Lavaan bootstrap confidence intervals

There are several freely available packages for structural equation modeling SEMboth in and outside of R. In the R world, the three most popular are lavaanOpenMXand sem. I have tended to prefer lavaan because of its user-friendly syntax, which mimics key aspects of of Mplus. Although OpenMX provides a broader set of functions, the learning curve is steeper. SEM is largely a multivariate extension of regression in which we can examine many predictors and outcomes at once.

lavaan bootstrap confidence intervals

SEM also provides the innovation of examining latent structure i. This is a nice dataset for regression because there are many interdependent variables: crime, pollutants, age of properties, etc.

And the syntax even has many similarities with lm. The regression coefficient is identical good! This highlights an important difference that basic SEM often focuses on the covariance structure of the data. For example, do males and females differ on mean level of a depression latent factor? Note that we can get standardized estimates in lavaan as well.

This is a more complicated topic in SEM because we can standardize with respect to the latent variables alone std. The latter is usually what is reported as standardized estimates in SEM papers. What if we believe that the level nitric oxides nox also predicts home prices alongside crime? We can add this as a predictor as in standard multiple regression. Furthermore, we hypothesize that the proximity of a home to large highways rad predicts the concentration of nitric oxides, which predicts lower home prices?

The model looks like this using the handy semPaths function from semPlot :. Parameter estimation can be hampered when the variances of variables in the model differ substantially orders of magnitude. We can rescale variables in this case by multiplying by a constant. This has no effect on the fit or interpretation of the model — we just have to recall what the new units represent.

Also, you can always divide out the constant from the parameter estimate to recover the original units, if important. You can request more detailed global fit indices from lavaan in the model summary output using fit. You can also get just the fit measures including additional statistics using fitmeasures :. This suggests the need to examine the fit in more detail. First, we can look at the mismatch between the model-implied and observed covariance matrices.

Conceptually, the goal of structural equation modeling SEM is to test whether a theoretically motivated model of the covariance among variables provides a good approximation of the data. Formally, we are seeking to develop a model whose model-implied covariance matrix approaches the sample observed covariance matrix. We might be able to interpret this more easily in correlational standardized units. The inspect function in lavaan gives access to a number of model details, including this:.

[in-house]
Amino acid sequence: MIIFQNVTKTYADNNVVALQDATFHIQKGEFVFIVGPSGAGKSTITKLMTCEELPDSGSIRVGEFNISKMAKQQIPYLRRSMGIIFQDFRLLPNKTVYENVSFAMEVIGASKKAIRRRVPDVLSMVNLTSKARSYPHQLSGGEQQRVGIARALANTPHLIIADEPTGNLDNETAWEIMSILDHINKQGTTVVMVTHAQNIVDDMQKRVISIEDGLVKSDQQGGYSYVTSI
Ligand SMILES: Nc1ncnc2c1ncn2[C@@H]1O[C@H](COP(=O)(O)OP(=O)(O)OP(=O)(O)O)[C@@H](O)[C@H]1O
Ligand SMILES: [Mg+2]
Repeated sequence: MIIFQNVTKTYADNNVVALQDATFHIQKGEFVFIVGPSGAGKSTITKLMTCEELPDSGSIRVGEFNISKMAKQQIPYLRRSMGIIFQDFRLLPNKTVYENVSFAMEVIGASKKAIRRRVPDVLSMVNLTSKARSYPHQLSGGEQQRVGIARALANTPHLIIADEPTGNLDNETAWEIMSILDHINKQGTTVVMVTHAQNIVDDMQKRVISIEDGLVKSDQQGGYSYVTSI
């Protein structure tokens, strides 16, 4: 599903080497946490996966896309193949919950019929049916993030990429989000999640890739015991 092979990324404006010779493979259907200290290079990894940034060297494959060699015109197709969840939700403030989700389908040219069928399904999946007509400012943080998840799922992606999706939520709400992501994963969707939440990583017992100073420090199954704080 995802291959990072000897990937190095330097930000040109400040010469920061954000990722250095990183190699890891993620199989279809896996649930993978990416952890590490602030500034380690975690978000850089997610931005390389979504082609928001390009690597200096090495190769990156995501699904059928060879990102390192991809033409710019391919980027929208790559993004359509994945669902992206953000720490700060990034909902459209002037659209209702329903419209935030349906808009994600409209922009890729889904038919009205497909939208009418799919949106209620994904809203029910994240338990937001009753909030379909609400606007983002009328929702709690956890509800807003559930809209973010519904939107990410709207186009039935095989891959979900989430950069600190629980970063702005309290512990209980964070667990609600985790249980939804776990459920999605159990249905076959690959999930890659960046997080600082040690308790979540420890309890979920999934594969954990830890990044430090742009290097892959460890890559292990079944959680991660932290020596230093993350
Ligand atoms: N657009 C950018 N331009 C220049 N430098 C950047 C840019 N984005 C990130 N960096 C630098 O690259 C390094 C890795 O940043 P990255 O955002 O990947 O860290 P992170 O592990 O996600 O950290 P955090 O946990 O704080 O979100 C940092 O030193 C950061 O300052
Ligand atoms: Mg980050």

In particular, getting the misfit of the bivariate associations is very helpful. Here, we ask for residuals in correlational units, which can be more intuitive than dealing with covariances that are unstandardized.

Note that this is the subtraction of the observed - model-implied matrices above.Bootstrap is a method of inference about a population using sample data. Bradley Efron first introduced it in this paper in Bootstrap relies on sampling with replacement from sample data. This technique can be used to estimate the standard error of any statistic and to obtain a confidence interval CI for it.

Bootstrap is especially useful when CI doesn't have a closed form, or it has a very complicated one. Bootstrap framework is straightforward. We just repeat R times the following scheme: For i -th repetition, sample with replacement n elements from the available sample some of them will be picked more than once. We call them bootstrap realizations of T or a bootstrap distribution of T.

Based on it, we can calculate CI for T. There are several ways of doing this. Taking percentiles seems to be the easiest one. Suppose we want to find CIs for median Sepal. Lengthmedian Sepal. Width and Spearman's rank correlation coefficient between these two. We'll use R 's boot package and a function called To use its power we have to create a function that calculates our statistic s out of resampled data.

It should have at least two arguments: a dataset and a vector containing indices of elements from a dataset that were picked to create a bootstrap sample. If we wish to calculate CIs for more than one statistic at once, our function has to return them as a single vector. Now, we can use the boot function. We have to supply it with a name od dataset, function that we've just created, number of repetitions R and any additional arguments of our function like cor. Below, I use set.